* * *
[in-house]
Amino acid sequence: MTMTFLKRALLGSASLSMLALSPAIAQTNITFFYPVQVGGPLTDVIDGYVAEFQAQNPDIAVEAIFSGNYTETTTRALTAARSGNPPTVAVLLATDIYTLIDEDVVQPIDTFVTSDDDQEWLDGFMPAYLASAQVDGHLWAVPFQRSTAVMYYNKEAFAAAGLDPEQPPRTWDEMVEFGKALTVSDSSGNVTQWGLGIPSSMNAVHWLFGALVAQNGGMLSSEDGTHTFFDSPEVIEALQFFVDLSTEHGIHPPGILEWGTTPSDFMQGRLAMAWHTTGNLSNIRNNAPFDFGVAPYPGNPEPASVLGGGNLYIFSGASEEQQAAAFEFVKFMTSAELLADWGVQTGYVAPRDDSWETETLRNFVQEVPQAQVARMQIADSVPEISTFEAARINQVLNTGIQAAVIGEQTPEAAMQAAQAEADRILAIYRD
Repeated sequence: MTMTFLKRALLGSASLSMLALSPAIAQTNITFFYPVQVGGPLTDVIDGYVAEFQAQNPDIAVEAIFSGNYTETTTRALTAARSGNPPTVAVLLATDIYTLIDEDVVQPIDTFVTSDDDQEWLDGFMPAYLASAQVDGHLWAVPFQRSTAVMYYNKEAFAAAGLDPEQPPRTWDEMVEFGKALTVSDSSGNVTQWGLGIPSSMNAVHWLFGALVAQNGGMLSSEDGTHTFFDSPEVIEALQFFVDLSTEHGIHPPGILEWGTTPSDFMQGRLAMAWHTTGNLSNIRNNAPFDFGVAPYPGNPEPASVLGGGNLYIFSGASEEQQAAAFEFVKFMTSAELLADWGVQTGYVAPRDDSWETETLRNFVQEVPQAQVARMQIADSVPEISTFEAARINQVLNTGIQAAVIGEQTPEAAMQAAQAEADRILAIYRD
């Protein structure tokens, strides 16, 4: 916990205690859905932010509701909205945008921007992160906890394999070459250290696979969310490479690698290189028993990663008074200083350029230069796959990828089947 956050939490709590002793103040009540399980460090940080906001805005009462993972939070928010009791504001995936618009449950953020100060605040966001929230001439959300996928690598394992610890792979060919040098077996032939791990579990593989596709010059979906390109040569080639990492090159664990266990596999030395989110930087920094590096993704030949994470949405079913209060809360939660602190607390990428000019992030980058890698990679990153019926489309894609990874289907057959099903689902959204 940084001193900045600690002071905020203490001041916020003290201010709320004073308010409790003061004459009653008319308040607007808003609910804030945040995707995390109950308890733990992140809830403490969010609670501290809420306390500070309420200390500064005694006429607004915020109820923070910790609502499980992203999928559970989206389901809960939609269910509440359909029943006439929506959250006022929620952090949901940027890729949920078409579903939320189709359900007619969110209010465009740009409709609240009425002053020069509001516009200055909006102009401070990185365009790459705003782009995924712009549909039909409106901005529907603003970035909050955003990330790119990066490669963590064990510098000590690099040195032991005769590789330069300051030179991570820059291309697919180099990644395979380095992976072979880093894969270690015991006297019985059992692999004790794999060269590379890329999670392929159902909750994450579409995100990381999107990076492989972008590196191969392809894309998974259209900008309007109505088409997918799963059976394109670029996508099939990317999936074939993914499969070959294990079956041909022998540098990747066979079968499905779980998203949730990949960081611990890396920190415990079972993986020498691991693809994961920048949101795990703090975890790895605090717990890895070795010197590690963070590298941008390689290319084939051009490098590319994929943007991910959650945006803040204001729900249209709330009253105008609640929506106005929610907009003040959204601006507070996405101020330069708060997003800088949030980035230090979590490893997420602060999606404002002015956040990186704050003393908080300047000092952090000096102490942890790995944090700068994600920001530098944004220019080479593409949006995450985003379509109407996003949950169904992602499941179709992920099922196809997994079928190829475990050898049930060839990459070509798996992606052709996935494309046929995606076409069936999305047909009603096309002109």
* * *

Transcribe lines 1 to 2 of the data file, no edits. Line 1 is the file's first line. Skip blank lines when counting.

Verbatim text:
[in-house]
Amino acid sequence: MTMTFLKRALLGSASLSMLALSPAIAQTNITFFYPVQVGGPLTDVIDGYVAEFQAQNPDIAVEAIFSGNYTETTTRALTAARSGNPPTVAVLLATDIYTLIDEDVVQPIDTFVTSDDDQEWLDGFMPAYLASAQVDGHLWAVPFQRSTAVMYYNKEAFAAAGLDPEQPPRTWDEMVEFGKALTVSDSSGNVTQWGLGIPSSMNAVHWLFGALVAQNGGMLSSEDGTHTFFDSPEVIEALQFFVDLSTEHGIHPPGILEWGTTPSDFMQGRLAMAWHTTGNLSNIRNNAPFDFGVAPYPGNPEPASVLGGGNLYIFSGASEEQQAAAFEFVKFMTSAELLADWGVQTGYVAPRDDSWETETLRNFVQEVPQAQVARMQIADSVPEISTFEAARINQVLNTGIQAAVIGEQTPEAAMQAAQAEADRILAIYRD